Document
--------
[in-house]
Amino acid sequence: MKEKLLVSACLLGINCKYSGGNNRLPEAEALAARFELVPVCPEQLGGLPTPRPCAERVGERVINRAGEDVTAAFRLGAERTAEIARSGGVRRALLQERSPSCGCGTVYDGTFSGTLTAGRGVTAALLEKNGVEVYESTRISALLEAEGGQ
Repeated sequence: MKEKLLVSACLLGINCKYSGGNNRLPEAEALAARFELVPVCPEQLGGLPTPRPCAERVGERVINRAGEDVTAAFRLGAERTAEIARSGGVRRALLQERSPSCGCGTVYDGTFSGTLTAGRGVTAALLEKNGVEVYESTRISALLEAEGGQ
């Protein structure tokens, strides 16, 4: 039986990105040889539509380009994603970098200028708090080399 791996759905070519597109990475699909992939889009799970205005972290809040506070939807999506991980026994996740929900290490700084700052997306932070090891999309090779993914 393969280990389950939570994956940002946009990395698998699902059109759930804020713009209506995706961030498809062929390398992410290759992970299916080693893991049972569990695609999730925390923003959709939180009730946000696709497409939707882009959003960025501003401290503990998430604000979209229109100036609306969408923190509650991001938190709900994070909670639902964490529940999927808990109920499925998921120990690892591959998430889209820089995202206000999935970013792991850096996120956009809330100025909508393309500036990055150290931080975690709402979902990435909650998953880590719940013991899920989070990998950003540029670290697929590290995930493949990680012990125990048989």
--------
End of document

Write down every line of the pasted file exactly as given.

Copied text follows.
[in-house]
Amino acid sequence: MKEKLLVSACLLGINCKYSGGNNRLPEAEALAARFELVPVCPEQLGGLPTPRPCAERVGERVINRAGEDVTAAFRLGAERTAEIARSGGVRRALLQERSPSCGCGTVYDGTFSGTLTAGRGVTAALLEKNGVEVYESTRISALLEAEGGQ
Repeated sequence: MKEKLLVSACLLGINCKYSGGNNRLPEAEALAARFELVPVCPEQLGGLPTPRPCAERVGERVINRAGEDVTAAFRLGAERTAEIARSGGVRRALLQERSPSCGCGTVYDGTFSGTLTAGRGVTAALLEKNGVEVYESTRISALLEAEGGQ
């Protein structure tokens, strides 16, 4: 039986990105040889539509380009994603970098200028708090080399 791996759905070519597109990475699909992939889009799970205005972290809040506070939807999506991980026994996740929900290490700084700052997306932070090891999309090779993914 393969280990389950939570994956940002946009990395698998699902059109759930804020713009209506995706961030498809062929390398992410290759992970299916080693893991049972569990695609999730925390923003959709939180009730946000696709497409939707882009959003960025501003401290503990998430604000979209229109100036609306969408923190509650991001938190709900994070909670639902964490529940999927808990109920499925998921120990690892591959998430889209820089995202206000999935970013792991850096996120956009809330100025909508393309500036990055150290931080975690709402979902990435909650998953880590719940013991899920989070990998950003540029670290697929590290995930493949990680012990125990048989």